Annie Coakley, the executive director of Downtown Evanston – the organization which provides marketing, special event, placemaking and management services to downtown – will leave her post at the end of the month to join a destination marketing organization in Oak Park.

Annie Coakley, executive director of Downtown Evanston. Credit: Submitted

Coakley, executive director of the Downtown Evanston organization since 2014, will be joining Visit Oak Park, which serves that suburb and 21 other communities in western Cook County, on May 1.

“I’m excited. I’m sad,” Coakley said during a Friday phone interview. “You know, I am sad – I love it here. And I love that I’ve made some really great friends here. And I’ve had a good time, growing the organization and putting my spin on things. It’s been great.”

On the other hand, she said, “I’m thrilled they selected me and mostly, I’m really excited to stay in the world of economic development, which is my passion, and it’s been what I’ve been doing my entire professional career. I’m going to learn a whole new set of skills I’m really excited about.”

Coakley, 47, will succeed Eric Wagner, who resigned in November to pursue international opportunities, Visit Oak Park Chairperson James Prescott said in a release.

“There was significant interest in Visit Oak Park when we posted the job, a reflection of its appeal as well as the breadth and depth of tourism assets in our partner communities that attract millions of national and international visitors,” he said.

“The Search Committee had a tall task to sort through a long list of qualified candidates who applied. At the end of that process, Annie is exactly what we wanted in our next Executive Director,” he said.

“Annie brings creative energy, a resourceful mindset, financial discipline, experience managing an organization similar in size to Visit Oak Park, and strategic priorities that align with our needs. It was a unanimous decision to offer her the job, and we are delighted she accepted,” Prescott said.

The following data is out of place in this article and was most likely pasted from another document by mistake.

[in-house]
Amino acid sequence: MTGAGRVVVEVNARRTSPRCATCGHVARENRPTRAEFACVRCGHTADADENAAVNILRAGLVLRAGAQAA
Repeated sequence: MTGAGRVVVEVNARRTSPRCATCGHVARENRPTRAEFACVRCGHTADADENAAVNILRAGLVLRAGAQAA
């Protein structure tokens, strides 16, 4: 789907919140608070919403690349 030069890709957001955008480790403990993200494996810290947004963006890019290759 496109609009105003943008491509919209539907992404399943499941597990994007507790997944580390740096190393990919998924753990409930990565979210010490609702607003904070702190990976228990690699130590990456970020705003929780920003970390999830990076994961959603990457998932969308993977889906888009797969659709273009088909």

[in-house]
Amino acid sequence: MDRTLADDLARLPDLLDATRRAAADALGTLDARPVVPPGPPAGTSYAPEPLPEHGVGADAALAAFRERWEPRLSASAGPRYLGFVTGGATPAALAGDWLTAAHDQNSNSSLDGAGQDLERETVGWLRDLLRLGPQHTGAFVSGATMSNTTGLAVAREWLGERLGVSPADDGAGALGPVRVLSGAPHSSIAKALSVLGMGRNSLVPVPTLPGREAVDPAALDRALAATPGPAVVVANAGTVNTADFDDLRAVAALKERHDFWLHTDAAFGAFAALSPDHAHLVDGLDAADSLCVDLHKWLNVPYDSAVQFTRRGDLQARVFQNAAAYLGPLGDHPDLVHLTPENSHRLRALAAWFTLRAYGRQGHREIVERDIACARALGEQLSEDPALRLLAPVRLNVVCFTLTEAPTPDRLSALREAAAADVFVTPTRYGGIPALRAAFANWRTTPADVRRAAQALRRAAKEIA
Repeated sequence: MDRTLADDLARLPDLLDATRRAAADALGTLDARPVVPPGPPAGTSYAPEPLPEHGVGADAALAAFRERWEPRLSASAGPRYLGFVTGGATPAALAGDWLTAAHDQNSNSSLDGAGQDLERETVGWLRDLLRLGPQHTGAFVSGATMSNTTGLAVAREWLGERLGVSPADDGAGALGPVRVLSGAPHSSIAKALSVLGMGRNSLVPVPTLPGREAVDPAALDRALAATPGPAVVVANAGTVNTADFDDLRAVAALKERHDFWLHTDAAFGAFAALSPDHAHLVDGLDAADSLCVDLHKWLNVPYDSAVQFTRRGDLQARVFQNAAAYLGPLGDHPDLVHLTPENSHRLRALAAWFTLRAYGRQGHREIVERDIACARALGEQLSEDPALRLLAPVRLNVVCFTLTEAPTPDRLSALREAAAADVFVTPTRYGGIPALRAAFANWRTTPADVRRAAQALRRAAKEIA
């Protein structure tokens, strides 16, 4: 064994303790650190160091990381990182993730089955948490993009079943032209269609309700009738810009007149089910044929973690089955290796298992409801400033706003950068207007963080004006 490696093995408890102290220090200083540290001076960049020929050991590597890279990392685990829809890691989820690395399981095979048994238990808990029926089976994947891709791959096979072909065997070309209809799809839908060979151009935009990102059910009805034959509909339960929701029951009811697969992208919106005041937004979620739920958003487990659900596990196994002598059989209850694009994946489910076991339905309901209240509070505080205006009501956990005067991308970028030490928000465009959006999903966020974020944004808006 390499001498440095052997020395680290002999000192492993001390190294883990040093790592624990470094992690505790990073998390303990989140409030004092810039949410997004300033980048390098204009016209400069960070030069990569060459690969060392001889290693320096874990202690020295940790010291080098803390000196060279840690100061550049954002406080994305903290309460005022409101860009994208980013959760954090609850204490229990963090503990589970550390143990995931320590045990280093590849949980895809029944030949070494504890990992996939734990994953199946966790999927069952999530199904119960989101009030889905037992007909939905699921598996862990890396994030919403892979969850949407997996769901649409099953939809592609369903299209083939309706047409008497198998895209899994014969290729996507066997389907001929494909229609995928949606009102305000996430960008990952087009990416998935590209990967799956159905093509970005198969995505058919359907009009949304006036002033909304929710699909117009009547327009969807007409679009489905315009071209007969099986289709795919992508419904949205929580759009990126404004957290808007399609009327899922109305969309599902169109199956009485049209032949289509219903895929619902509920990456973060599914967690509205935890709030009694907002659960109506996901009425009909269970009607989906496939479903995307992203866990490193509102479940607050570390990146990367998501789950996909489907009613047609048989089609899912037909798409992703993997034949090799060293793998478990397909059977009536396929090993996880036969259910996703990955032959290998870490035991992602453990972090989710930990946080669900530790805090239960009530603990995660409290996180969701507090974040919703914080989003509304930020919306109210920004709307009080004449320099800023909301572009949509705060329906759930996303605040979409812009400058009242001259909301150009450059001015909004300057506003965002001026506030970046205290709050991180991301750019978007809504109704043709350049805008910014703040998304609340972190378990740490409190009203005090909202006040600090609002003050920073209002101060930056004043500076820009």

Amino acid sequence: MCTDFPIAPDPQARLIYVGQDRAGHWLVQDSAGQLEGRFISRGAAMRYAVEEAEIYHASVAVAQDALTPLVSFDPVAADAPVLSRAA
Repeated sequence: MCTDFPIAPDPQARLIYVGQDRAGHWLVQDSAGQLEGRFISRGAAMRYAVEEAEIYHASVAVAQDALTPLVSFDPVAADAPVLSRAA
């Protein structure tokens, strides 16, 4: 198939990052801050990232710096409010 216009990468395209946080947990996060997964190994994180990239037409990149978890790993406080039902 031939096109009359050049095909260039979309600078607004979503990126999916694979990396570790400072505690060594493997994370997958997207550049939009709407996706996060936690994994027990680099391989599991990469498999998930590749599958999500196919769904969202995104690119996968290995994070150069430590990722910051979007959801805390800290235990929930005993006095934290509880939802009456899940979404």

The Downtown Evanston special service area, established in 1987, was one of the earliest SSAs in the state, according to Coakley, ranking fourth behind the State Street SSA, which was created in 1976.

The Downtown Evanston organization is funded through revenues collected from a tax imposed on commercial properties within the SSA boundaries, with the money going for a wide range of services such as encouraging business retention and attraction, providing maintenance and landscaping, hosting special events and putting up holiday decor.

Downtown Evanston’s original budget of $25,000 was spent mostly on advertising. It now stands at $720,995, according to the organization’s 2022 annual report, nearly doubling during Coakley’s tenure.

“Those dollars go for a variety of services,” Coakley said. “And those services are typically considered ‘enhanced services,’ going beyond the baseline services of a city.”

For instance, she said, “the City of of Evanston purchased the flower planters around downtown. Downtown Evanston provides for the four annual plantings and watering.”

Currently, Evanston has two other SSA organizations, serving the Central Street and Main-Dempster Mile areas, and is looking to start another SSA for the Howard Street corridor.

“There are thousands of them all over the world,” Coakley said. “They’re really popular because they are for taxpayers really the one and only time you have control over how the dollars are spent.”

“Nothing happens in a vacuum,” she said of her accomplishments in Evanston. “It’s a team effort and I do look forward to see what the new executive director brings and I’m happy to help with the transition.”

Her last day on the job here is scheduled for April 28.

Bob Seidenberg

Bob Seidenberg is an award-winning reporter covering issues in Evanston for more than 30 years. He is a graduate of the Northwestern University Medill School of Journalism.

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  1. Annie did a great job for Downtown Evanston and the city and was devoted to businesses and people that she worked with. She worked so well with the city staff, elected officials, Northwestern University, always advocating for Downtown Evanston. She was creative and enthusiastic and traversed some challenging times steering the downtown businesses during the pandemic and its aftermath. Her and Laura Brown were a great team. Annie has learned a lot about destination marketing in Evanston and I look forward to working with her as a peer as she heads to Oak Park. Still, it’s sad.